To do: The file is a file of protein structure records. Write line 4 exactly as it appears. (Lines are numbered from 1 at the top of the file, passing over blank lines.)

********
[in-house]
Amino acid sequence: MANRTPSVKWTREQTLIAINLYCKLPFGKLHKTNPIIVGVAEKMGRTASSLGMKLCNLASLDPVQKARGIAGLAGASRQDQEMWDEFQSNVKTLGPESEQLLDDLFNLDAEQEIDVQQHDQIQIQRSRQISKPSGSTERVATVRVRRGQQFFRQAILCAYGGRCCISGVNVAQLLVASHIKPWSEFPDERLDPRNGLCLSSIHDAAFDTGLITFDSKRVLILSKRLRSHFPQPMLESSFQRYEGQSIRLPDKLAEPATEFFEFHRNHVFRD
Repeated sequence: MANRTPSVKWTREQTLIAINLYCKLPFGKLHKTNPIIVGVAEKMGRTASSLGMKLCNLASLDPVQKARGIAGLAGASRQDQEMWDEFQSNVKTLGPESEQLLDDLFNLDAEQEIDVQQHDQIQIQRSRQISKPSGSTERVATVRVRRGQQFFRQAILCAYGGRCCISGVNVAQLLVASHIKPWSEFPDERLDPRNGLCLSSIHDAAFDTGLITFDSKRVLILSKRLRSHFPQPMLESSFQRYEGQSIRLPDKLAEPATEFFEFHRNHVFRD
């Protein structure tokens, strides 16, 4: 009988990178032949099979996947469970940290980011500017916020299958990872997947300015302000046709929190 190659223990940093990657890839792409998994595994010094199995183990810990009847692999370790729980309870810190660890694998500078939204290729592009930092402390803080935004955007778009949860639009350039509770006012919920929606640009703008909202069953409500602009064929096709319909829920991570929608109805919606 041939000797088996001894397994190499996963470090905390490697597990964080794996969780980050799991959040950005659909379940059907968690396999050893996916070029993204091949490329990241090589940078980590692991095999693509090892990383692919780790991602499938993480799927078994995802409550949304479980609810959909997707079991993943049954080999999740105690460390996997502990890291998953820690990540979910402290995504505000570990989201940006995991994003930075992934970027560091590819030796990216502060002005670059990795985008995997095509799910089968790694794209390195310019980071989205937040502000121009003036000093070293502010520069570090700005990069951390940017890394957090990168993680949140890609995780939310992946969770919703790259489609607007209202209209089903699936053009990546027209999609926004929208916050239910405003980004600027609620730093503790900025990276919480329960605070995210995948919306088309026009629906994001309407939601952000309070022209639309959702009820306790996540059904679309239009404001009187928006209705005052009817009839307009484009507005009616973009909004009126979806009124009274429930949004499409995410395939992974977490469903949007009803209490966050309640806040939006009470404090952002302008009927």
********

């Protein structure tokens, strides 16, 4: 009988990178032949099979996947469970940290980011500017916020299958990872997947300015302000046709929190 190659223990940093990657890839792409998994595994010094199995183990810990009847692999370790729980309870810190660890694998500078939204290729592009930092402390803080935004955007778009949860639009350039509770006012919920929606640009703008909202069953409500602009064929096709319909829920991570929608109805919606 041939000797088996001894397994190499996963470090905390490697597990964080794996969780980050799991959040950005659909379940059907968690396999050893996916070029993204091949490329990241090589940078980590692991095999693509090892990383692919780790991602499938993480799927078994995802409550949304479980609810959909997707079991993943049954080999999740105690460390996997502990890291998953820690990540979910402290995504505000570990989201940006995991994003930075992934970027560091590819030796990216502060002005670059990795985008995997095509799910089968790694794209390195310019980071989205937040502000121009003036000093070293502010520069570090700005990069951390940017890394957090990168993680949140890609995780939310992946969770919703790259489609607007209202209209089903699936053009990546027209999609926004929208916050239910405003980004600027609620730093503790900025990276919480329960605070995210995948919306088309026009629906994001309407939601952000309070022209639309959702009820306790996540059904679309239009404001009187928006209705005052009817009839307009484009507005009616973009909004009126979806009124009274429930949004499409995410395939992974977490469903949007009803209490966050309640806040939006009470404090952002302008009927």